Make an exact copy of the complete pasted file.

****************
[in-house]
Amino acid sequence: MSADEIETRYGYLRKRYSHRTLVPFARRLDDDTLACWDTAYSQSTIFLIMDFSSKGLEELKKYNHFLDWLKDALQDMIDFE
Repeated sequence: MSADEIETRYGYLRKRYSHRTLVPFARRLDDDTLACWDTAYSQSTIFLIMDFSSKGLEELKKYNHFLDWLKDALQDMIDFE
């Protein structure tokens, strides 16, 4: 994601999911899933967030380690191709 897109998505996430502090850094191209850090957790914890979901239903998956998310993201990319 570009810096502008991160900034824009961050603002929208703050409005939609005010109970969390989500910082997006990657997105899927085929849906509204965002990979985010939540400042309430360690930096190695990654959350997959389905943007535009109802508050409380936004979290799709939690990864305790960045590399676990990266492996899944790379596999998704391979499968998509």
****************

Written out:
[in-house]
Amino acid sequence: MSADEIETRYGYLRKRYSHRTLVPFARRLDDDTLACWDTAYSQSTIFLIMDFSSKGLEELKKYNHFLDWLKDALQDMIDFE
Repeated sequence: MSADEIETRYGYLRKRYSHRTLVPFARRLDDDTLACWDTAYSQSTIFLIMDFSSKGLEELKKYNHFLDWLKDALQDMIDFE
């Protein structure tokens, strides 16, 4: 994601999911899933967030380690191709 897109998505996430502090850094191209850090957790914890979901239903998956998310993201990319 570009810096502008991160900034824009961050603002929208703050409005939609005010109970969390989500910082997006990657997105899927085929849906509204965002990979985010939540400042309430360690930096190695990654959350997959389905943007535009109802508050409380936004979290799709939690990864305790960045590399676990990266492996899944790379596999998704391979499968998509």